"Where else would you go when you have an ax to grind?"

Thursday, July 12, 2012

if they gave out awards for sheer brass...


Then Lord Tubby would certainly get one, with crossed swords, oak leaf clusters and bar.
But they don't.
People who renounce their Canadian citizenship to accept foreign honours should automatically be stripped of the Order of Canada, as should people who disgrace the Order by being convicted of serious criminal offences.
They stripped Alan Eagleson of his Order of Canada and, despite his being a complete and total crook and slipperier than a greased weasel, he did actually make a contribution to the country and to the sport of hockey. Unlike Conrad Black, the Eagle at least has the enough shame to accept that he did not deserve the honour.
Unlike Eagleson who was instrumental in putting together the 1972 Canada-Russia series while lining his pockets, Conrad Black, has contributed zero to the nation. Anything he has done, he has done to line his own pockets and achieve his own ends.
At the very most, I suppose it could be argued that he did do Canada a small service by taking Barbarella Amiel off the dating circuit, but I hardly think that saving a handful of media executives and faux aristocrats from here tender ministrations hardly merits the Order of Canada.
If – and it is a big if – there has been a net benefit to the nation as a result of his actions, it has been purely accidental and more likely than not a result of his inability to figure a way to keep the cash in his own grasping, grubby paws.
The board of advisors to the Order of Canada does not owe Conrad Black a hearing, it owes him naught but the back of its collective hand.
Canada owes Conrad Black absolutely nothing and as a convicted felon and foreign citizen he should count himself extremely fortunate that we allow him to enter the country at all.

Though he did inspire a great song.

http://www.wikio.com

6 comments:

David said...

"he did do Canada a small service by taking Barbarella Amiel off the dating circuit"

Better he had taken her off the pages of Macleans or anywhere else that one can find her lurid, sophomoric prose. She knows people! Famous people! For realz!

Barbara Amiel is the person and picture I use to help others when they are unsure of the definition of the word "flinty".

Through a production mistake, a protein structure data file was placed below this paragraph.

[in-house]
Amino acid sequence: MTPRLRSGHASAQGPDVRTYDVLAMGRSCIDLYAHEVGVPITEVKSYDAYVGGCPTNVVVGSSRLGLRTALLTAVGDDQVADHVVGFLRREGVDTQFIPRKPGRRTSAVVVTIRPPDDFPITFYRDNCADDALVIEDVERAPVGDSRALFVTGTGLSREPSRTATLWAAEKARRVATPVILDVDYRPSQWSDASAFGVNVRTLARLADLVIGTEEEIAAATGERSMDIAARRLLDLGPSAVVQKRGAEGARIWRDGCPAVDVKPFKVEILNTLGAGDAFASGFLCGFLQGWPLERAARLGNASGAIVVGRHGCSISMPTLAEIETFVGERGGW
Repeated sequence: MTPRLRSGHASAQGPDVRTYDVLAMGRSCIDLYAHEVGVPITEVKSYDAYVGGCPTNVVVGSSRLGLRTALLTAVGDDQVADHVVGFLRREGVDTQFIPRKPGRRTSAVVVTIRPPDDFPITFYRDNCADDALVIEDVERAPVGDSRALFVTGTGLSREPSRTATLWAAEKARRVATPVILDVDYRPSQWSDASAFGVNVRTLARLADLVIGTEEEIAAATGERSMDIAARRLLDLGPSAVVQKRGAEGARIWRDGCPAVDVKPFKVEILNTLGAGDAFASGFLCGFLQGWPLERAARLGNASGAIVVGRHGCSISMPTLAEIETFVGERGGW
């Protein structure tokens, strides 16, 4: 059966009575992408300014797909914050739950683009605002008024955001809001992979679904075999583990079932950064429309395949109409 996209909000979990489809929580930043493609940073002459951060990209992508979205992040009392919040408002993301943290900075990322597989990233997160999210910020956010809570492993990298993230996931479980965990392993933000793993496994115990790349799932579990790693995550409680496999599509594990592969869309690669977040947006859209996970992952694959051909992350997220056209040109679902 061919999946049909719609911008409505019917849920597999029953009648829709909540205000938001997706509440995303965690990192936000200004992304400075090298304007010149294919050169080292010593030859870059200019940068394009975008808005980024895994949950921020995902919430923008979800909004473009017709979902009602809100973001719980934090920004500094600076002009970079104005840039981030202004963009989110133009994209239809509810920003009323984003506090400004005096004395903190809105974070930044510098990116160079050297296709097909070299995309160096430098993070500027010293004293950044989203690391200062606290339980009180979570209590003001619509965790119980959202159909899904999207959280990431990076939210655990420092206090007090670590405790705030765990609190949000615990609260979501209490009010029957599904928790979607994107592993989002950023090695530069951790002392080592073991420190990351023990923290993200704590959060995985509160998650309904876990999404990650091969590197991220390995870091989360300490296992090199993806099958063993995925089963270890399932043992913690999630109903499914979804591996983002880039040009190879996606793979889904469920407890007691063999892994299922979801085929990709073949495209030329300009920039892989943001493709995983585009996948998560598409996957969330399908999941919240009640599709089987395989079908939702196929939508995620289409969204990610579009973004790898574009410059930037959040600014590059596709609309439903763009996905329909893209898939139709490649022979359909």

Anonymous said...

Yes Black is a convicted felon, but that is not why he was forced to give up his citizenship. I would really like to see the reaction if this standard was applied to dual citizens of any other country besides the UK. Questions of loyalty aside, I have not heard of anyone losing their citizenship for serving any other friendly country in an official capacity. Would the Canadian govt have forced him to make such a choice had he decided to run for the US Senate? I seriously doubt it...

Kevin Wood said...

Uh, he wouldn't be able to run for US Senate as a non-citizen. He had a choice and he chose to be a British Peer instead of a Canadian citizen. No one forced him to do anything.

Anonymous said...

That's glaringly irrelevant, and I could name the lower or upper house of any other Western democracy as an example. Black had to make a choice that our govermment imposes on dual citizens from no other country.
That fact he is guilty of inflicting the National Compost upon Canada does not change the underlying principle here.

Kevin Wood said...

Black was not a dual citizen. Canada has had a law on the books for decades barring citizens from accepting foreign knighthoods and such - which is why it was never Sir Lester B. Pearson or Sir Pierre Trudeau. Black became a British Citizen in order to accept a peerage and in the process renounced his Canadian citizenship. It was kind of a big deal at the time, you may have even read about it in the National Post, since that was what the paper was founded for - to defeat the Chretien govt because it wouldn't bend the rules for Black.
At this point he is a British citizen with a prison record who holds a Canadian honour - the Order of Canada. He has been kicked out of the House of Lords over his criminal activity, although he cannot be stripped of his title except by the Crown. He should be stripped of his Order of Canada.

Anonymous said...

Sure he should lose his Order of Canada. But he should not have been forced to renounce his Canadian citizenship in the first place. The Nickel Resolution is are resolution, NOT a law. Chretien was under no obligation to enforce it.